Before email, letter-writing guides were best sellers, the faddy self-help books of their day. There are still many things that we can learn from them before pressing "send", says Simon Garfield.
1. Keep it brief, make it simple. This advice first appeared in a Latin tract somewhere between the 4th Century BC and 4th Century AD. A letter should be "restricted", it advised. "Those that are too long, not to mention too inflated in style, are not in any true sense letters at all but treatises." Correspondents were told to be both graceful and plain. "A letter's aim is to express friendship briefly and set out a simple subject in simple terms. The man who utters sententious maxims and exhortations seems to be no longer chatting in a letter but preaching from the pulpit."
2. Write as you speak. This advice, much favoured by Jane Austen, is believed to have been initially promoted by Aristotle in about 360BC. His precise instructions do not survive, but Artemon, the editor of Aristotle's letters, maintained that "a letter should be written in the same manner as a dialogue".
3. Don't be afraid to grovel. Want to say thanks for dinner? Look to the writing manual by Hugh of Bologna from the 12th Century. One of Europe's epistolary masters, Hugh's compliments knew no ceiling. In a letter to another scribe, he observes how, under his guidance, "the uneducated are immediately cultivated, the stutterers are immediately eloquent, the dull-witted are immediately enlightened, the twisted are immediately made straight". May also do the trick when applying for a job or a loan.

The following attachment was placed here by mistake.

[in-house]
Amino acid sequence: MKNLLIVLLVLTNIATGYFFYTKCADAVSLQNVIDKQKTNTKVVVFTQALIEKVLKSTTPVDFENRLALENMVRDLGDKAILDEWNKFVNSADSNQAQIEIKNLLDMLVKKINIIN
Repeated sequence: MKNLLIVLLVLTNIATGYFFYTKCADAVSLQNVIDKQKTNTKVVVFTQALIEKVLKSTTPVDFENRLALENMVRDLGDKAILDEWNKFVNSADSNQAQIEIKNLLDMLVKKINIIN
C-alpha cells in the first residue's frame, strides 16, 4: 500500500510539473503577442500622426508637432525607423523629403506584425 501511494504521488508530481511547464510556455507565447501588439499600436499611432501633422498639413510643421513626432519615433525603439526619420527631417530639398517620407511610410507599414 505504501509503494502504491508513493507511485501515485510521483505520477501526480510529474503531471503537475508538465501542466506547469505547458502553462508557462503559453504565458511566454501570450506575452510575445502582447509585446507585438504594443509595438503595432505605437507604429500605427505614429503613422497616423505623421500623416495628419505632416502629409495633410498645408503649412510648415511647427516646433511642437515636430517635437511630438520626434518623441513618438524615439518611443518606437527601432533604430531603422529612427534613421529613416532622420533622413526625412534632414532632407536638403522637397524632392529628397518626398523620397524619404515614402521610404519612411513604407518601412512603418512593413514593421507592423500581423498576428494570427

4. Be spontaneous, be free. Progressive French 16th Century essayist Michel de Montaigne suggested that formality spelled death to authentic correspondence. He mistrusted letters that "have no other substance than a fine contexture of courteous words". Far better to be spontaneous and not think too much. "The first word begets the second, and so to the end," he wrote. Montaigne really would have loved email, not least our growing tendency to dispense with formal greetings and endings. "The letters of this age consist more in fine edges and prefaces than in matter," he argued. And for the closing niceties, "I would with all my heart transfer it to another hand to add those long harangues, offers, and prayers that we place at the bottom, and should be glad that some new custom would discharge us of that trouble."
5. Tell it like it is. In the guide Cupids Messenger of 1629, the anonymous author told his readers how to write to an unfaithful partner. There was really no point being polite. Far better to be bilious and vengeful. "Leprosie compared to thee is all health... neither thy bodie nor thy soule are free from the disease of shame and disgrace of the world." Try this ancient advice first, and only then revert to the more modern solution of a letter from a solicitor.